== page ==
The days of walking into a gallery to peruse and buy fine art or spending time at the auction house are not over but a growing trend for ‘sight unseen’ buying means traditional auction houses and galleries are having to rethink their sales strategies. Large auction houses like Christie's and Sotheby’s now focus heavily on online auctions.
Many new buyers, in their 20s, and those who may have been intimidated by walking into an art sale are now increasingly browsing and buying online. The Hiscox Art Report 2019* states that the online art market grew to $4.64 billion in 2018.
So buying online from the comfort of your home has never been easier; you can even attend a live auction and be part of the fast paced action.
Whether the artwork you choose to buy is a painting, sculpture, poster or a photographic print, the key is to choose something you love and buy it with confidence. Here are seven things to consider before making your purchase:
- If you like a particular style, it is better to buy the best example you can even if it’s from an up and coming artist, rather than settle on second rate from someone well known.
- Following artists and galleries on Instagram and other social media networks is a good way of keeping up with current trends.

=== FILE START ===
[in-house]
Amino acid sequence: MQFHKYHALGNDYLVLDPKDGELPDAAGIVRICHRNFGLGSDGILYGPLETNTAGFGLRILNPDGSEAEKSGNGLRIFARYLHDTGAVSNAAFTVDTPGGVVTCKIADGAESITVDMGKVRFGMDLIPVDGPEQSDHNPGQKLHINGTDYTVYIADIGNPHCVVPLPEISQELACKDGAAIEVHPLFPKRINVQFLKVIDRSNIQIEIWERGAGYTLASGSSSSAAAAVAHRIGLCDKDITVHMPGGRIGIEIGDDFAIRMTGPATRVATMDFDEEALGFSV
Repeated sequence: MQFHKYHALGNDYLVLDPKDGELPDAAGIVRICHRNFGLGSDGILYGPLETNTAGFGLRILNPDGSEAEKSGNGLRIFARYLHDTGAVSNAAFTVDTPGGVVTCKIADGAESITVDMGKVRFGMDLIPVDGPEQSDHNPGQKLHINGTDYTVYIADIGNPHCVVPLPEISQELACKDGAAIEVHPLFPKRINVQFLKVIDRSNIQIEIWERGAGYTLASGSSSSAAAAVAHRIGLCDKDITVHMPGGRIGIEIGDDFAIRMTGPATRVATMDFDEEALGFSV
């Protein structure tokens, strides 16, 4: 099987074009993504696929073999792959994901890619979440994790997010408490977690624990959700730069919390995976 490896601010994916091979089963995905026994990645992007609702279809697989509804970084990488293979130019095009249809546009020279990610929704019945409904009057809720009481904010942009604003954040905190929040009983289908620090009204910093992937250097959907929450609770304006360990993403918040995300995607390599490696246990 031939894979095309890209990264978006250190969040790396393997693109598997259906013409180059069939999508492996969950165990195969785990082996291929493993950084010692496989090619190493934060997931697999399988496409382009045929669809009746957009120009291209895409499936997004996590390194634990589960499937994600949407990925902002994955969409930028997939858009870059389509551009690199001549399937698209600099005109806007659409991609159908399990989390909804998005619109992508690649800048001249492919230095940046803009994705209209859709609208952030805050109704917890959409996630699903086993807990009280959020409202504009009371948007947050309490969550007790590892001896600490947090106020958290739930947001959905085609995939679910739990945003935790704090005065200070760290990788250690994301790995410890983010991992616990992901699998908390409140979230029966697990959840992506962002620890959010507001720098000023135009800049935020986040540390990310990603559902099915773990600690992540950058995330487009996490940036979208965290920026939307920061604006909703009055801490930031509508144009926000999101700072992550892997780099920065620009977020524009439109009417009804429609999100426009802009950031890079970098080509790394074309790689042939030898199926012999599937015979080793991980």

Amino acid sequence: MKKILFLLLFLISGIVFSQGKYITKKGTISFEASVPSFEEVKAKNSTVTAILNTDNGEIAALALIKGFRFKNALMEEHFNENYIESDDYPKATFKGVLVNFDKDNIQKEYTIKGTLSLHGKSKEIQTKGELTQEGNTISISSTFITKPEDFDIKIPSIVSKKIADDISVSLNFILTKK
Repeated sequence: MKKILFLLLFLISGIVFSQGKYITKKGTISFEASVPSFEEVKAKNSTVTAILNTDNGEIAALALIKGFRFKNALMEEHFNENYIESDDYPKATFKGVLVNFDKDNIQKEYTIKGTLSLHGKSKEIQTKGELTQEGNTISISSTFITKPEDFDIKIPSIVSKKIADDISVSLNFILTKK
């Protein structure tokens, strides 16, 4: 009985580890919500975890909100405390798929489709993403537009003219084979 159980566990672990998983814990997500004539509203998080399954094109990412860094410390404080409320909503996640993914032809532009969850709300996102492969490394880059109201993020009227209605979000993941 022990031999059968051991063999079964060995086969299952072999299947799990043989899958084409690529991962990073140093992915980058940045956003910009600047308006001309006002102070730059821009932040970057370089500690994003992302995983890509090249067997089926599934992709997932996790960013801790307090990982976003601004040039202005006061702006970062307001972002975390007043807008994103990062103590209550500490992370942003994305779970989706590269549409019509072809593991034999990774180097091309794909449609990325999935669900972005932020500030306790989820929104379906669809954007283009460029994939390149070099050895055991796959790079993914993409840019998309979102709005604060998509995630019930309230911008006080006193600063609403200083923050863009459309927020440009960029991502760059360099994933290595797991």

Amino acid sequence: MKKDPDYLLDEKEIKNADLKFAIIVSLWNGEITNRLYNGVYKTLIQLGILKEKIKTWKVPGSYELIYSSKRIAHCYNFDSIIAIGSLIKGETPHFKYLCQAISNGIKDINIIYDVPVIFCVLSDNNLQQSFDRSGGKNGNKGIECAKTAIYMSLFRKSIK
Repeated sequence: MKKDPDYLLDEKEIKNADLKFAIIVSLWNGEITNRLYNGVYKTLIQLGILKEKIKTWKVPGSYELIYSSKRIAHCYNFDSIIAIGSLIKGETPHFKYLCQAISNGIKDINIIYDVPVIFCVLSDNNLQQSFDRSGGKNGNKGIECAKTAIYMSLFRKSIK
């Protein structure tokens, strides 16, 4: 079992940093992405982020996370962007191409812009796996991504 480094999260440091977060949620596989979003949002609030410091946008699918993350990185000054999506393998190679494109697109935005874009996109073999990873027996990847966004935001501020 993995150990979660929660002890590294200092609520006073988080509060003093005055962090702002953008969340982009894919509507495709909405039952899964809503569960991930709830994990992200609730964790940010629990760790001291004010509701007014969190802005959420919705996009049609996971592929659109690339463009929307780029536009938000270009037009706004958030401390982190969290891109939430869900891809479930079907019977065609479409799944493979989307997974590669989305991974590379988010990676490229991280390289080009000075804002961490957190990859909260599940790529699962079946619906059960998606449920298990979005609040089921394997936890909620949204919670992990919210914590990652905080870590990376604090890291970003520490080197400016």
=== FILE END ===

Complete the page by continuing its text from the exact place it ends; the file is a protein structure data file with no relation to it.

- Do your research on online galleries, read the reviews, look at their credentials, reputation and where they are based. Talk to them about how your piece will be packed, shipped and the cost. A good quality online art trader will be transparent about their prices.
- If you are concerned about fakes and forgeries use large auction houses, their reputation was built long before online sales and they will have stringent controls in place to minimise any risk.
- Find background information about the art and artist, look for digital condition reports, details of any previous sales.
- Before committing, visualise the piece of art in your home, does it need a large white space, could it be grouped with other similar pieces. (but please avoid hanging art over fireplaces or in direct sunshine)
- Take care with the framing; the focus should be on the artwork. A mount or frame should be kept simple. Consider using an art framer and if the piece is very valuable or large and heavy then use the services of a professional art hanger. One of the most common claims we see if damaged artwork where it has fallen from its fixings.
As soon as you buy a new piece of art it is important to let your insurance broker know so that cover can be added. You may also need to insure the item whilst it’s in transit to your home. At Aston Lark we have access to good quality high value home policies that automatically provide all risks insurance protection from the minute you click ‘buy’.
To speak to us about how best to insure your art, call 020 8712 8076 or email email@example.com.